We assume that most individuals get serious about saving and investing around the age of 35. (Have graduated college, started a career, bought a home, have kids.) We also consider the holding period for stocks is equal to the life expectancy less the starting age. The chart below shows the calculation of total life expectancy (based on the average of males and females) from 1900-present, the average investment starting age of 35, and the resulting years until death. I have also overlaid the rolling average of the 20-year total, real returns, and valuations.
The Destruction Of Compounding
One of the significant problems with market declines is the destruction of the compounding effect of money.
We will use a simple mathematical example.
Assume an investor wants to compound returns by 10% a year over 5-years.
“The ‘power of compounding’ ONLY WORKS when you do not lose money. As shown, after three straight years of 10% returns, a drawdown of just 10% cuts the average annual compound growth rate by 50%. Furthermore, it then requires a 30% return to regain the average rate of return required.” – The One Chart Every Millennial Should Ignore
The stock market does not COMPOUND returns.
When imputing volatility into returns, the differential between what investors were promised (which is a massive flaw in financial planning) and what happens is substantial over long-term time frames.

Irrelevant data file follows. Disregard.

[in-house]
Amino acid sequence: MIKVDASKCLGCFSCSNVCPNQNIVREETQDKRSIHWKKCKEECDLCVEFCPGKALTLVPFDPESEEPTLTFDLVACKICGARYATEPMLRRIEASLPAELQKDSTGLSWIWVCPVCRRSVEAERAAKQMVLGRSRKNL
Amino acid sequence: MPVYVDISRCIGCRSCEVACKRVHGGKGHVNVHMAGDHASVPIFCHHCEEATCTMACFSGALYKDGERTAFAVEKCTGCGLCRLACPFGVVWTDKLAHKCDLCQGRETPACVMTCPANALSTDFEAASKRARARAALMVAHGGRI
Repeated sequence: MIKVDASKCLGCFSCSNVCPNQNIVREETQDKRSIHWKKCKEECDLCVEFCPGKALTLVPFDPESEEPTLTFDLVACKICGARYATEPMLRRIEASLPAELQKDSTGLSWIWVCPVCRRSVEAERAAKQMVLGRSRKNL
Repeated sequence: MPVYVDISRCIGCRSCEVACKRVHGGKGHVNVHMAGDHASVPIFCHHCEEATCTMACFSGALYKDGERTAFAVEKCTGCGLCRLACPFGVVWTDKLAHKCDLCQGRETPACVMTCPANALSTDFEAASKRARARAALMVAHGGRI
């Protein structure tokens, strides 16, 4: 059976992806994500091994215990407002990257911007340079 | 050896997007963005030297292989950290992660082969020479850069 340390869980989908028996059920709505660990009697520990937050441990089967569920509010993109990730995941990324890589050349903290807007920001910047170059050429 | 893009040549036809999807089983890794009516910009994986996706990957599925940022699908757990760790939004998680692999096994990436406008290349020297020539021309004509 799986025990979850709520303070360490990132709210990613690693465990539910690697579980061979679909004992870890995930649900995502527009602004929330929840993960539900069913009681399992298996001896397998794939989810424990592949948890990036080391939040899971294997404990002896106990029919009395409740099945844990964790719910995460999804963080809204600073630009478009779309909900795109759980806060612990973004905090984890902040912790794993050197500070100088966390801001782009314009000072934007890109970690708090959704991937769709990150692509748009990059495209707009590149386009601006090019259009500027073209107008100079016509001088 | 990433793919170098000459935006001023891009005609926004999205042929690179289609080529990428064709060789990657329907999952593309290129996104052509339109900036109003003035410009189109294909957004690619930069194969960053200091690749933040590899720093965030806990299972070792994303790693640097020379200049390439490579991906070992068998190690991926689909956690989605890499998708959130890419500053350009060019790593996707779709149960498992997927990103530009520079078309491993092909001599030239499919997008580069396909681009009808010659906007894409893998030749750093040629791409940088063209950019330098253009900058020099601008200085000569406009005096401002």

Average And Actual Returns Are Not The Same
There is a massive difference between AVERAGE and ACTUAL returns on invested capital. Thus, in any given year, the impact of losses destroys the annualized “compounding” effect of money.
The chart below shows the difference between “actual” investment returns and “average” returns over time. See the problem? The purple shaded area and the market price graph show “average” returns of 7% annually. However, the return gap in “actual returns,” due to periods of capital destruction, is quite significant.
In the chart box below, I have taken a $1000 investment for each period and assumed the total return holding period until death. There are no withdrawals made. (Note: the periods from 1983 forward are still running as the investable life expectancy span is 40-plus years.)
The orange sloping line is the “promise” of 6% annualized compound returns. The black line represents what happened with invested capital from 35 years of age until death. At the bottom of each holding period, the bar chart shows the surplus, or shortfall, of the 6% annualized return goal.
At the point of death, the invested capital is short of the promised goal in every case except the current cycle starting in 2009. However, that cycle is yet to be complete, and the next significant downturn will likely reverse most, in not all, of those gains. Such is why using “compounded,” or “average” rates of return in financial planning often leads to disappointment.